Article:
The opinion of the court was delivered by: The Honorable R. Gary Klausner, United States District Judge
Present: The Honorable R. GARY KLAUSNER, UNITED STATES DISTRICT JUDGE
Sharon L. Williams Not Reported N/A Deputy Clerk Court Reporter / Recorder Tape No. Attorneys Present for Plaintiff: Attorneys Present for Defendants: Not Present Not Present
Proceedings: (IN CHAMBERS) Order Remanding Action to State Court
On May 10, 2012, Mayra Cortez ("Plaintiff") filed a Complaint against DHL Global Mail ("DHL"), Diamond Staffing Services, Inc. ("Diamond Staffing"), Edwin Romero, and Jennifer Mendoza alleging claims under the Fair Employment and Housing Act ("FEHA"). Cal. Gov't Code § 12940. On January 15, 2013, Plaintiff voluntarily dismissed Edwin Romero and Jennifer Mendoza, leaving DHL and Diamond Staffing ("Defendants") as the only named defendants remaining in the action. (Ochoa Decl. Ex. 5.)
On February 12, 2013, DHL removed the action to this Court, alleging jurisdiction on the grounds of diversity of citizenship. Diamond Staffing does not oppose removal. (Ochoa Decl. ¶ 4.) Upon review of DHL's Notice of Removal, the Court hereby remands the action for lack of subject matter jurisdiction.
Pursuant to 28 U.S.C. § 1332, district courts shall have original jurisdiction over any civil action in which the parties are citizens of different states and the action involves an amount in controversy that exceeds $75,000. After a plaintiff files a case in state court, the defendant attempting to remove the case to federal court bears the burden of proving the amount in controversy requirement has been met. Lowdermilk v. United States Bank Nat'l Ass'n, 479 F.3d 994, 998 (9th Cir. 2007). If the complaint does not allege that the amount in controversy has been met, the removing defendant must prove this jurisdictional requirement in the Notice of Removal by a preponderance of the evidence. Gaus v. Miles, Inc., 980 F.2d 564, 556--67 (9th Cir. 1992).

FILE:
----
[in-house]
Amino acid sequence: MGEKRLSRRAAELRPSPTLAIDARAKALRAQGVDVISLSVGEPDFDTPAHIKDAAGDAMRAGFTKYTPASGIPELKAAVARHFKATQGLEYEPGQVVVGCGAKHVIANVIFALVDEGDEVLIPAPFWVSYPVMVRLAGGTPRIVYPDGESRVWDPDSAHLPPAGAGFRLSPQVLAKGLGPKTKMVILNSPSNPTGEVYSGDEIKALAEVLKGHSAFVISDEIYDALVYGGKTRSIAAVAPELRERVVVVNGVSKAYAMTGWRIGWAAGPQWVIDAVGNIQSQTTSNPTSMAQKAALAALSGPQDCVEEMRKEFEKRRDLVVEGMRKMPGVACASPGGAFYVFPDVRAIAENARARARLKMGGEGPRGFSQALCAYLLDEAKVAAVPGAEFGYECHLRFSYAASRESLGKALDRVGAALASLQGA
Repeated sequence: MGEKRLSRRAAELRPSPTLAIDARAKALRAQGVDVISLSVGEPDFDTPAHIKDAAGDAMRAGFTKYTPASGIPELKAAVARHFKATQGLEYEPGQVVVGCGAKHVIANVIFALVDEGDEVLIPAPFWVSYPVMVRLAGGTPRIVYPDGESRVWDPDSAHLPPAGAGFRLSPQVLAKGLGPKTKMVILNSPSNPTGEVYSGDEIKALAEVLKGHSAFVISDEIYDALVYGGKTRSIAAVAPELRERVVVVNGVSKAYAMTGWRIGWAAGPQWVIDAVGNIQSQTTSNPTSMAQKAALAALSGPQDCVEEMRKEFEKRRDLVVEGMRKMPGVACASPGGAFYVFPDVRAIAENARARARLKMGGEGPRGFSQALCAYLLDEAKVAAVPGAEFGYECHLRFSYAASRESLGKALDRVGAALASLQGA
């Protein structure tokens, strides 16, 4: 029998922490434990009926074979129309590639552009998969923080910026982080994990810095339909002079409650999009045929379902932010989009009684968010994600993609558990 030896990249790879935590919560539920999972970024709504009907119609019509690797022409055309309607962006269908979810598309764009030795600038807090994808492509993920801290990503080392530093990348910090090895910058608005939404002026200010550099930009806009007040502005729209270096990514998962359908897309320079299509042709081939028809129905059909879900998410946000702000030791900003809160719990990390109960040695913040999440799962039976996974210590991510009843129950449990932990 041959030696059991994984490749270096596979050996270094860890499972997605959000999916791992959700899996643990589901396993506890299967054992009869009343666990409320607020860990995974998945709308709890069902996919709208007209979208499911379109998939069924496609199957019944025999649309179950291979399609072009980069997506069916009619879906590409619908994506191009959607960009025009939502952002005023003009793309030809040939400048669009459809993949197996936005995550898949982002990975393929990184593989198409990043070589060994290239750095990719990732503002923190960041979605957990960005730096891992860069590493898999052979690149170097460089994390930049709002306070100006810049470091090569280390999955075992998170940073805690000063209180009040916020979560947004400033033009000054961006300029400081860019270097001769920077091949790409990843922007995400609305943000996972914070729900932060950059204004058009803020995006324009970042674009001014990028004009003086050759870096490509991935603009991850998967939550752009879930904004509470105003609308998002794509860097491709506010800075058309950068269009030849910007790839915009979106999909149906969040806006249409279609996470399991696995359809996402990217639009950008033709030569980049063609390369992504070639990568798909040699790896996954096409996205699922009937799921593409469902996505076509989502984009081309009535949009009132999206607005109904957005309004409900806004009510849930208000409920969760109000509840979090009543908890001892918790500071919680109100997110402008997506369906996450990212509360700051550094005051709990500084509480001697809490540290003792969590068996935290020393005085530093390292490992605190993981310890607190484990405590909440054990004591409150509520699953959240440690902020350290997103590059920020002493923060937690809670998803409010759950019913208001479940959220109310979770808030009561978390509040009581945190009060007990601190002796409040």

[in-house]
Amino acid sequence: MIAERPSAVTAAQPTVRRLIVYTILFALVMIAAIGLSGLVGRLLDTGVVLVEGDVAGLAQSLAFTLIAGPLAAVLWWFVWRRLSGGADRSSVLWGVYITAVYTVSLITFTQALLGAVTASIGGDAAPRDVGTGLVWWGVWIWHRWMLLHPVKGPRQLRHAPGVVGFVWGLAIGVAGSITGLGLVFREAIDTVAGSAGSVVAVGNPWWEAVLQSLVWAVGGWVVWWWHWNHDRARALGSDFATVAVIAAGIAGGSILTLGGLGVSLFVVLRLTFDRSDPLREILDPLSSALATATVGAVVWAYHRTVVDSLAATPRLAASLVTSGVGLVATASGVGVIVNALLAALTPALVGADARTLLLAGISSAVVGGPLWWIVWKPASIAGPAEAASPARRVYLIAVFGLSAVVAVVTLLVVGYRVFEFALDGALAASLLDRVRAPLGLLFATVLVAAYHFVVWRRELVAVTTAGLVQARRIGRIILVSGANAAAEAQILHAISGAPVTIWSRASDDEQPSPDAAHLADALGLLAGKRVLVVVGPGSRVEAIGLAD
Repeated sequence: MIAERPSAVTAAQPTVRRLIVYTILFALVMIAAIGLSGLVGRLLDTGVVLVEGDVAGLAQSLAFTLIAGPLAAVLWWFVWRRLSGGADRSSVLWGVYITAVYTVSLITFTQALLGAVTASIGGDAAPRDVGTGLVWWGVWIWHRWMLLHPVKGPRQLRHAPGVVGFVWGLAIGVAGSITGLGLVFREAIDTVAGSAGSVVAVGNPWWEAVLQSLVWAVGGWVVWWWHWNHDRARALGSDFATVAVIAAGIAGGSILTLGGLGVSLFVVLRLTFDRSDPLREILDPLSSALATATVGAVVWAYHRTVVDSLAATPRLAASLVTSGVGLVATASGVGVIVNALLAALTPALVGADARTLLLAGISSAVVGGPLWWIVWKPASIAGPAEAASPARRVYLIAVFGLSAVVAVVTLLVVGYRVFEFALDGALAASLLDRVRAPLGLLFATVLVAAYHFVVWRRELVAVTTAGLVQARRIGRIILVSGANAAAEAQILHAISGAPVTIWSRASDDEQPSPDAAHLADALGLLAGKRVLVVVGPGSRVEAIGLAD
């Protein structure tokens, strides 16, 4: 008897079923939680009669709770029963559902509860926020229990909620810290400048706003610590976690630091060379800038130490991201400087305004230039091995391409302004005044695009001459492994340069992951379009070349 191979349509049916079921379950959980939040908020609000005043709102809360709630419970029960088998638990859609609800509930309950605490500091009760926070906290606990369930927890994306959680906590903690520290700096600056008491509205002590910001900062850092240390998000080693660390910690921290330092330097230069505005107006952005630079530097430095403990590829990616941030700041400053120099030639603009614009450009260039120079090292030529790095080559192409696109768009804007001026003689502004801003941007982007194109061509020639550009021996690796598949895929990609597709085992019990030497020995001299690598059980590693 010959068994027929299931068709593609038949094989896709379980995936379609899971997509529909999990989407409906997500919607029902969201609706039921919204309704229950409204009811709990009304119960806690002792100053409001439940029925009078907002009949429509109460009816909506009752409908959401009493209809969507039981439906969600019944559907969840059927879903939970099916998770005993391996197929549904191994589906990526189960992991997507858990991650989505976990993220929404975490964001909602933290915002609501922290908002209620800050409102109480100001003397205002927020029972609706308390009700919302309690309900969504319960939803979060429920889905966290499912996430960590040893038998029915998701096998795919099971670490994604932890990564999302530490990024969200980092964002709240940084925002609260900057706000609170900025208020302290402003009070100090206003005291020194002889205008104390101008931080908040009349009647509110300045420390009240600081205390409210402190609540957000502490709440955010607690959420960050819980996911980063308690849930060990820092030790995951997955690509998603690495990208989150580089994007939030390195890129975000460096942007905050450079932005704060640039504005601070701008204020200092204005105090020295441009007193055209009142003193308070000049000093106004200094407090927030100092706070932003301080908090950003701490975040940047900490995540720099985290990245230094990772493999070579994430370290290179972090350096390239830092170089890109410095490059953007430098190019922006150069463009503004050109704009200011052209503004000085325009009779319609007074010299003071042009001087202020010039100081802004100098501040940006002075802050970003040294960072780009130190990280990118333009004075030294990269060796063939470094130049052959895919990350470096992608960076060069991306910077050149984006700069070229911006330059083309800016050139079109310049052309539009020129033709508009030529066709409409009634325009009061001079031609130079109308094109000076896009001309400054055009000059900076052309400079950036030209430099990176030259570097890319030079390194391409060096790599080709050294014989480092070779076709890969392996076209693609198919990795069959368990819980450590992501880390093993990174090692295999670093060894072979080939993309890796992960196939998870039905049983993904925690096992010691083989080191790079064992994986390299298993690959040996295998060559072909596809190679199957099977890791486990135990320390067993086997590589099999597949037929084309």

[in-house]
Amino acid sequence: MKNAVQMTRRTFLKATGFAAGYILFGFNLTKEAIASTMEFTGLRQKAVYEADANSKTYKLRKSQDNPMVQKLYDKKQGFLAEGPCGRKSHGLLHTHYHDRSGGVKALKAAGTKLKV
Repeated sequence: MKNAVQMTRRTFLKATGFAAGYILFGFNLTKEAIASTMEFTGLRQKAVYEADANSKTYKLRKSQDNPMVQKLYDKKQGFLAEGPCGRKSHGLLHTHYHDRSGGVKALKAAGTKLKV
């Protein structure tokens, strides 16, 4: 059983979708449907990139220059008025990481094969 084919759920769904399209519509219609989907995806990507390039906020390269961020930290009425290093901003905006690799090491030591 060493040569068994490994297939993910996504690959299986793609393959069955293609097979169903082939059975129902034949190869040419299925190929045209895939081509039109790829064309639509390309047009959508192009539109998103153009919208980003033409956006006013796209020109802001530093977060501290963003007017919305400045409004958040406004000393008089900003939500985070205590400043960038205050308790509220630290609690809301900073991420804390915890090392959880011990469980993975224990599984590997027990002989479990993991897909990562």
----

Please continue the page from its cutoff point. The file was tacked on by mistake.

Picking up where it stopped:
In the Complaint, Plaintiff did not allege any particular amount of damages for her FEHA claims. However, Defendants argue that the amount in controversy exceeds $75,000. In support, Defendants point to Plaintiff's Response to Employment Form Interrogatories, wherein Plaintiff indicates that Defendants' adverse employment practices have caused her to suffer (1) past wage losses of $32,410; and (2) ongoing wage losses of $350 per week. (Ochoa Decl.
Ex. 7, at 3--4). Defendants then reference Plaintiff's alleged mental and physical injuries, FEHA's statutory grant of attorney's fees, and Plaintiff's brief medical treatment for stress and depression. Defendants provide nothing further, but summarily find the amount in controversy to exceed $75,000. Without more, Defendants have failed to carry their burden that the amount in controversy meets the jurisdictional requirement.
In light of the foregoing, the action is hereby remanded to state court for all further proceedings.
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